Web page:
Holiday Kitchens uses Northern Red Oak (Quercus rubra) for its Oak cabinetry. Holiday Kitchens specifies only northern red oak in its oak cabinetry due to the superior nature of this wood in comparison with other available oaks, such as southern red oak, scrub oak, or black oak. Northern red oak is a deciduous broadleaf hardwood. The northern red oak is native to Eastern North America, and is easily recognizable by its distinctive leaves. The leaves of the red oak are described as alternate, elliptic with shallow wavy lobes with few irregular bristle-tipped teeth. The leaves are generally 3-10 inches long and 3-6 inches wide. The red oak is named due to both the reddish color of its wood and the brilliant red color of its leaves during autumn. The bark of the northern red oak is dark gray to black, shallowly furrowed into broad, hard, scaly ridges. Oaks are also distinctive for their fruit, the acorn.
|Northern Red Oak Leaves & Acorns||Northern Red Oak Bark||Northern Red Oak Tree|
The natural range of the Northern Red Oak stretches from southeastern Canada south to Georgia and Alabama, from the east coast west to the eastern edge of Nebraska and Kansas. It is found as a dominant species in many northern hardwood and mixed forests, though it does not establish well beneath its own canopy and is often replaced by more shade tolerant trees in older forests. It is an important species ecologically as it provides browse for many animals, its acorns especially important. In fact, in most years up to 80% of the acorns produced by an oak are eaten by birds, mammals, and insects.
Natural Range of Northern Red Oak
Northern red oaks generally first bear acorns at about 20-25 years, although most do not produce abundant amounts until 40-50 years. Under optimal conditions, that is lots of sun in well-drained soil, oaks are fast growing and can reach 15-20 feet in height after only 10 years. Red oaks are relatively long-lived and may live up to 500 years. Mature red oak trees can grow to 90-140 feet tall with trunks as large as 3-4 feet in diameter. If grown in the open, oaks do not grow as tall, but are stouter with trunks up to 6 feet in diameter. One of the largest red oaks on record is the Ashford Oak in Ashford, Connecticut which has a trunk 26 feet across! Oak stands are generally thinned every 10-20 years to allow for maximum growth and sustainability.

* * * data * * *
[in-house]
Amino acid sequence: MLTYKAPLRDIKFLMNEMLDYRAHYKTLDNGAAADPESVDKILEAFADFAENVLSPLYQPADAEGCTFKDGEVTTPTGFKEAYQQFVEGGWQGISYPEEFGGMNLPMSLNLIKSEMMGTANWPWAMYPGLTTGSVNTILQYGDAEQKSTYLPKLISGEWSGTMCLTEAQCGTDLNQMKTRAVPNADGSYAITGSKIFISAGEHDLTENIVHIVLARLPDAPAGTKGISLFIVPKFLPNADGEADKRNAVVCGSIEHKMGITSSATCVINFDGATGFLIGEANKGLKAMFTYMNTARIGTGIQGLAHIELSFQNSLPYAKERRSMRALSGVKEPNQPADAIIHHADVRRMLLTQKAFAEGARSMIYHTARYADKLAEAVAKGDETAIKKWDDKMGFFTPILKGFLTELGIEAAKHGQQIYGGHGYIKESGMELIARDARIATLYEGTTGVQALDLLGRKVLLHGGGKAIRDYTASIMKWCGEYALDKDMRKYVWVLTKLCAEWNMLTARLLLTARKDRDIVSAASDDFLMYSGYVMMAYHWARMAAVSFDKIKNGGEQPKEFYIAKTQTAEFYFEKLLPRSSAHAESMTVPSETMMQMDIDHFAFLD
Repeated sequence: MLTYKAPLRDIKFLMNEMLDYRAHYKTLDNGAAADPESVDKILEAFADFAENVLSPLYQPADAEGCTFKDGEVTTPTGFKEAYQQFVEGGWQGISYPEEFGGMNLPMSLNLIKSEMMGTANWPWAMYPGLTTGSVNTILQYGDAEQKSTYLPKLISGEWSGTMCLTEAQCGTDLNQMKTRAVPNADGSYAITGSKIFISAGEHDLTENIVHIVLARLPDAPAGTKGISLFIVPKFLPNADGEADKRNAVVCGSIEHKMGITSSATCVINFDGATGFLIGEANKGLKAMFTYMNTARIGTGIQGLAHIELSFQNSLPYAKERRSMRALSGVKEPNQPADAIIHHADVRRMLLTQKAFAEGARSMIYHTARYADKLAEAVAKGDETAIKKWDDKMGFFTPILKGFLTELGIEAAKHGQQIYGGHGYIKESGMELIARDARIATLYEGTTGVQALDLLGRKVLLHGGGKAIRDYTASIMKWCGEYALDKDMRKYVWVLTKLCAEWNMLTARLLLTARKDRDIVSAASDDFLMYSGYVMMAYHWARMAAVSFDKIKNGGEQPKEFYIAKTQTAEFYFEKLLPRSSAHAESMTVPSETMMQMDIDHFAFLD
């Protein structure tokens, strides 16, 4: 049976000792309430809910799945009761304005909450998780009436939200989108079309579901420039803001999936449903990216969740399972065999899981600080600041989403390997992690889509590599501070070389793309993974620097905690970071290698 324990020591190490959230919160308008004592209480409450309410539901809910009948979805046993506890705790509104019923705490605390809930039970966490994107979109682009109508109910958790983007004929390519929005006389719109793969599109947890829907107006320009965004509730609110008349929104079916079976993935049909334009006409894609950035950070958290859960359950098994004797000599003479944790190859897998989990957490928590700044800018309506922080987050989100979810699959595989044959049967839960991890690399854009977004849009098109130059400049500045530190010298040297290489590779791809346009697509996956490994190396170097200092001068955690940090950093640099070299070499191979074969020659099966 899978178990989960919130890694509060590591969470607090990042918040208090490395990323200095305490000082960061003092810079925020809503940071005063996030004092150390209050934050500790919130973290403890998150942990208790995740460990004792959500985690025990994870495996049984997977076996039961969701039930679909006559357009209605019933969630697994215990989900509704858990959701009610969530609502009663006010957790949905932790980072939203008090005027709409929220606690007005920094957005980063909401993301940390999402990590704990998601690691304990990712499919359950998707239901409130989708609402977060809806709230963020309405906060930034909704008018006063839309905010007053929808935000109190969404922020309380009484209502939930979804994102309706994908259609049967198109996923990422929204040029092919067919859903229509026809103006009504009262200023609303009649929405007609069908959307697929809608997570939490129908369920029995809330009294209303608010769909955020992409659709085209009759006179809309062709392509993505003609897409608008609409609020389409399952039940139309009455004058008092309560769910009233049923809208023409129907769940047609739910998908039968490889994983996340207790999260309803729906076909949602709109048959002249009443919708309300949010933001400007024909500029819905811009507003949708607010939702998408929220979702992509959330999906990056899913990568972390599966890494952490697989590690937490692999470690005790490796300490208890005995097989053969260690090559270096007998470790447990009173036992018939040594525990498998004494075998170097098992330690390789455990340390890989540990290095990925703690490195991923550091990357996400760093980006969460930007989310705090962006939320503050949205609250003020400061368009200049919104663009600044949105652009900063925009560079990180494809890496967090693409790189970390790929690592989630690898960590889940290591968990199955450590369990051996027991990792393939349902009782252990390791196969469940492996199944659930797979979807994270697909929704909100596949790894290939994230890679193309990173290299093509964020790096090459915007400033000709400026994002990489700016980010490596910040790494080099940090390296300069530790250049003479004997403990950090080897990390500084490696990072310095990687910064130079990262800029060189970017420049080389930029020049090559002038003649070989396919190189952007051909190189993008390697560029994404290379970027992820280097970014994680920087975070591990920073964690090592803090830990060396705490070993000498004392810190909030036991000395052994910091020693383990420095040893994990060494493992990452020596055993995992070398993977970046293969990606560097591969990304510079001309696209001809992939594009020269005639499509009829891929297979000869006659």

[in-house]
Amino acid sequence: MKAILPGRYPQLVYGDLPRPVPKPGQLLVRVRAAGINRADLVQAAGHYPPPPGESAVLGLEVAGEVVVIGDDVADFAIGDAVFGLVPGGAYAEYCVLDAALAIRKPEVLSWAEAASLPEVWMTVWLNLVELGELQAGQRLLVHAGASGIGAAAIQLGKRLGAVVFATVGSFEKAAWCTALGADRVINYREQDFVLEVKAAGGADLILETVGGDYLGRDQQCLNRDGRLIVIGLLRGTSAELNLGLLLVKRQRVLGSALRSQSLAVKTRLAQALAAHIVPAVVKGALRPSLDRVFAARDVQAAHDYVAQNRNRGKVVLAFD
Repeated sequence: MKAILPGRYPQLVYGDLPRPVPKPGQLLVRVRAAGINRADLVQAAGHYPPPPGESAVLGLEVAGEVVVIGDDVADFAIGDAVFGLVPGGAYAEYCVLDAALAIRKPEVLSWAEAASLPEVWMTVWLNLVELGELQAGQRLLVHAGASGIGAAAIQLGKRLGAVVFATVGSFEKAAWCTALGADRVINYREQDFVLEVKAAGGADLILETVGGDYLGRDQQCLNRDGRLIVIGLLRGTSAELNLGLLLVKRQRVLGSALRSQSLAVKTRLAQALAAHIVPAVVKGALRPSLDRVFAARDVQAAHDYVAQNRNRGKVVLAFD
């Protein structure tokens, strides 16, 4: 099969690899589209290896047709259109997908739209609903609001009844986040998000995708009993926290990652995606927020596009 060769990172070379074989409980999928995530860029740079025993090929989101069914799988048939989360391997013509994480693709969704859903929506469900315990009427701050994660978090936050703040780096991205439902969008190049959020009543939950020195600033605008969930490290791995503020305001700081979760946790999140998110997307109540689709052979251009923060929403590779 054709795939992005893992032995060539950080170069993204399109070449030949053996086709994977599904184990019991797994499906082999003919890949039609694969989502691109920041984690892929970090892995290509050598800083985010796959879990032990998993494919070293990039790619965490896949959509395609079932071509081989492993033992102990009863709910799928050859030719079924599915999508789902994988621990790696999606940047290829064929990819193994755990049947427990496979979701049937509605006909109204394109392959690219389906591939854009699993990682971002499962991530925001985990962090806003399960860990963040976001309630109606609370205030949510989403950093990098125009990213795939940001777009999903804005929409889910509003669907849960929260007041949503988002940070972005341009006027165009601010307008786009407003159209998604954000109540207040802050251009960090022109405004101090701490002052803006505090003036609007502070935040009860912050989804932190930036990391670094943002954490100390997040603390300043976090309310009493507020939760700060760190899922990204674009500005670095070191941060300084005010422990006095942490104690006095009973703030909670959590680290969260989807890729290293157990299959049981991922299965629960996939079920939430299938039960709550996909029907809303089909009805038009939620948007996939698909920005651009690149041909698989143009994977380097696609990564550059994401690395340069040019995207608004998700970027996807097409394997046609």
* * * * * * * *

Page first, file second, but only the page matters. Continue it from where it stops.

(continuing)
Northern red oak is an important source of hardwood lumber. It has heavy, hard, strong, coarse-grained, and durable wood. In addition to furniture and cabinetry, red oak has been used to make railroad ties, fence posts, flooring, paneling, ships, and kegs.
Wood and Grain Characteristics
Oak is a durable, stiff, strong hardwood with a distinctive coarse grain and texture. Oak has good workability and excellent fastener holding ability. It is prized for its hard, dense wood that resists damage and wear. Oak sands reasonably well, producing a smooth surface, but with deep grain pores. The deep pores of oak are more noticeable on shaped profiles and edges than on flat surfaces. This may result in a slightly different appearance on these shaped profiles.
Oak can produce distinctly different grain patterns based upon how the lumber is sawn from the log. Quarter sawing oak produces a very distinctive straight-grain pattern. Form more information on quarter-sawn oak, please see Holiday Kitchens’ Quarter-Sawn Oak Product Awareness.
Sanded Oak Panel
Natural Wood Color
Northern red oak produces a wood with a rich autumn wheat color ranging from light brown to a reddish brown. Some red oak will have a slightly greenish cast to it, based upon environmental conditions during its growth. There is a slight difference in color between the heartwood and the sapwood, with the sapwood generally being lighter in overall color. Holiday Kitchens carefully sorts its red oak to keep the range of color as tight as possible on the reddish brown side. However, some natural variation in color is to be expected.